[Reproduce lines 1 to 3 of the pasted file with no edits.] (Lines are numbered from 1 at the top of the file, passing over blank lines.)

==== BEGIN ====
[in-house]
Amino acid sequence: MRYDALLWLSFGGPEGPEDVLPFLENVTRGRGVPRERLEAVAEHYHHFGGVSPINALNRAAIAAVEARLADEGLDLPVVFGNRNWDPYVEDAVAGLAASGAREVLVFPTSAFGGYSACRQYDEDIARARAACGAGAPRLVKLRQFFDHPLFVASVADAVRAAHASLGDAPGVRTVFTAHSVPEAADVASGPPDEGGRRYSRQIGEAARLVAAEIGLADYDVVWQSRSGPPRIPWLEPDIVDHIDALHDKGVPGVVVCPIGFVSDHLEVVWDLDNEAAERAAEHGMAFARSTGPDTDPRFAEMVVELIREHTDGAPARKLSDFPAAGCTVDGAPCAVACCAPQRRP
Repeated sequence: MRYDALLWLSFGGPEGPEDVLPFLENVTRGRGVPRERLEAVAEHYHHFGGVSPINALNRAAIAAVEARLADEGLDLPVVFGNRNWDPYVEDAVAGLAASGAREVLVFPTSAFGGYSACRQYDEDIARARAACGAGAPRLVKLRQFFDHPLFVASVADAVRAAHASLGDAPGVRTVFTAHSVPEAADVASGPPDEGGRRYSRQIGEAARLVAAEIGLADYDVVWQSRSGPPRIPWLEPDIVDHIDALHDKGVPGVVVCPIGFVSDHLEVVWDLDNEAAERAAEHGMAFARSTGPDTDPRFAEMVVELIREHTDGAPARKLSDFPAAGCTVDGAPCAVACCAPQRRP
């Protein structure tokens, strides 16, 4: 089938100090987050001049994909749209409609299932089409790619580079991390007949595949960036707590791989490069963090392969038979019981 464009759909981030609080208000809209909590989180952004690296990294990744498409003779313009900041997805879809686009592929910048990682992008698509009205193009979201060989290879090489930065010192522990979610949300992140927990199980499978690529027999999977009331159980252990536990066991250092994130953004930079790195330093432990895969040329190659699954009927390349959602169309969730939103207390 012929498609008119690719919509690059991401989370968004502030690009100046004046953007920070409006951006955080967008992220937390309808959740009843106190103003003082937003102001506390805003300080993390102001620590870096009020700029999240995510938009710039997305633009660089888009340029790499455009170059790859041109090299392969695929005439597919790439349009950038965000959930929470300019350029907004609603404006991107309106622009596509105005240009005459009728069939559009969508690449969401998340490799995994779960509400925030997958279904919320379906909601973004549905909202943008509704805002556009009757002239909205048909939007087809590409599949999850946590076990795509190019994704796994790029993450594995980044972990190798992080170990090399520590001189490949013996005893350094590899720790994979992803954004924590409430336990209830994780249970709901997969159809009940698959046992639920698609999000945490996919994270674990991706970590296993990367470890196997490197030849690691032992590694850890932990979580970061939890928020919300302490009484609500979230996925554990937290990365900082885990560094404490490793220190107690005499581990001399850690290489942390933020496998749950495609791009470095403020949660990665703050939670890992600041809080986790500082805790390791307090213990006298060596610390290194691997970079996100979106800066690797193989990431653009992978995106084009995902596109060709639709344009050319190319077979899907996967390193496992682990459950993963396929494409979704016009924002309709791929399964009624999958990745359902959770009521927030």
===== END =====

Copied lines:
[in-house]
Amino acid sequence: MRYDALLWLSFGGPEGPEDVLPFLENVTRGRGVPRERLEAVAEHYHHFGGVSPINALNRAAIAAVEARLADEGLDLPVVFGNRNWDPYVEDAVAGLAASGAREVLVFPTSAFGGYSACRQYDEDIARARAACGAGAPRLVKLRQFFDHPLFVASVADAVRAAHASLGDAPGVRTVFTAHSVPEAADVASGPPDEGGRRYSRQIGEAARLVAAEIGLADYDVVWQSRSGPPRIPWLEPDIVDHIDALHDKGVPGVVVCPIGFVSDHLEVVWDLDNEAAERAAEHGMAFARSTGPDTDPRFAEMVVELIREHTDGAPARKLSDFPAAGCTVDGAPCAVACCAPQRRP
Repeated sequence: MRYDALLWLSFGGPEGPEDVLPFLENVTRGRGVPRERLEAVAEHYHHFGGVSPINALNRAAIAAVEARLADEGLDLPVVFGNRNWDPYVEDAVAGLAASGAREVLVFPTSAFGGYSACRQYDEDIARARAACGAGAPRLVKLRQFFDHPLFVASVADAVRAAHASLGDAPGVRTVFTAHSVPEAADVASGPPDEGGRRYSRQIGEAARLVAAEIGLADYDVVWQSRSGPPRIPWLEPDIVDHIDALHDKGVPGVVVCPIGFVSDHLEVVWDLDNEAAERAAEHGMAFARSTGPDTDPRFAEMVVELIREHTDGAPARKLSDFPAAGCTVDGAPCAVACCAPQRRP